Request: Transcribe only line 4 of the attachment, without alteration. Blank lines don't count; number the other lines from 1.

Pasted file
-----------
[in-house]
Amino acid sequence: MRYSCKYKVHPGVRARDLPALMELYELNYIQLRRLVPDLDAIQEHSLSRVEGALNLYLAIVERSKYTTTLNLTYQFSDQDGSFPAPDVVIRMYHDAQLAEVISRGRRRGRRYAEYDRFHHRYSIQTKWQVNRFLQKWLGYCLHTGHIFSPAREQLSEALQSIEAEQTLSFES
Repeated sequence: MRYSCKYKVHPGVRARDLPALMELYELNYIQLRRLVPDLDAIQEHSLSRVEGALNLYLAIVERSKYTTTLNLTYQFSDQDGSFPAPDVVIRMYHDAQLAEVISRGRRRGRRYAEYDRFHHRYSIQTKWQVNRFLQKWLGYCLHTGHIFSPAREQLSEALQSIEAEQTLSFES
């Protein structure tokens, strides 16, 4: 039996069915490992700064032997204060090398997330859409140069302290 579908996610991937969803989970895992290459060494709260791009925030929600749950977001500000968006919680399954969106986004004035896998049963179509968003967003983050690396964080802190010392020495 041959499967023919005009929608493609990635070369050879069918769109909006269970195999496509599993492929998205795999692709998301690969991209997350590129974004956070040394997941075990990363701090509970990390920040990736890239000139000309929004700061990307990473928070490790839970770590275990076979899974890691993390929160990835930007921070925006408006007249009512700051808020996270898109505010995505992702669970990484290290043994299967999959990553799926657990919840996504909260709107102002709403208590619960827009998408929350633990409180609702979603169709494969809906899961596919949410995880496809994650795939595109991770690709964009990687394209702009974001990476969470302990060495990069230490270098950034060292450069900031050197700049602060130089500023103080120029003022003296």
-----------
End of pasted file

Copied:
């Protein structure tokens, strides 16, 4: 039996069915490992700064032997204060090398997330859409140069302290 579908996610991937969803989970895992290459060494709260791009925030929600749950977001500000968006919680399954969106986004004035896998049963179509968003967003983050690396964080802190010392020495 041959499967023919005009929608493609990635070369050879069918769109909006269970195999496509599993492929998205795999692709998301690969991209997350590129974004956070040394997941075990990363701090509970990390920040990736890239000139000309929004700061990307990473928070490790839970770590275990076979899974890691993390929160990835930007921070925006408006007249009512700051808020996270898109505010995505992702669970990484290290043994299967999959990553799926657990919840996504909260709107102002709403208590619960827009998408929350633990409180609702979603169709494969809906899961596919949410995880496809994650795939595109991770690709964009990687394209702009974001990476969470302990060495990069230490270098950034060292450069900031050197700049602060130089500023103080120029003022003296």